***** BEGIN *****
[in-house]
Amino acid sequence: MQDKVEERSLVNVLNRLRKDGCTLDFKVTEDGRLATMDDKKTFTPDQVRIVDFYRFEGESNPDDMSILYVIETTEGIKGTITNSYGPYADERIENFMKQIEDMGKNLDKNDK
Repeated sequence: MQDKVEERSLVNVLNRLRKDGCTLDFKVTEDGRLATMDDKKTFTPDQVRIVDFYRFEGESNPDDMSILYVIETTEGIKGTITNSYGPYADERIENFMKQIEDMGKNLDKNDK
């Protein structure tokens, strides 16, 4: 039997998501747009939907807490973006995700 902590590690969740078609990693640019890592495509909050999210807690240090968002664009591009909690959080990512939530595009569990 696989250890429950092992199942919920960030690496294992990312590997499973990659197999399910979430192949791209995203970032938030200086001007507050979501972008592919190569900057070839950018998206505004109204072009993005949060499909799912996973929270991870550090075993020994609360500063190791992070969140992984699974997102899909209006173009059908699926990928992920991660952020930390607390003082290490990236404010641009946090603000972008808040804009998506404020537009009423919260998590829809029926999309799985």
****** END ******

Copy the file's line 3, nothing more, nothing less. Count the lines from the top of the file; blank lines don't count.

Repeated sequence: MQDKVEERSLVNVLNRLRKDGCTLDFKVTEDGRLATMDDKKTFTPDQVRIVDFYRFEGESNPDDMSILYVIETTEGIKGTITNSYGPYADERIENFMKQIEDMGKNLDKNDK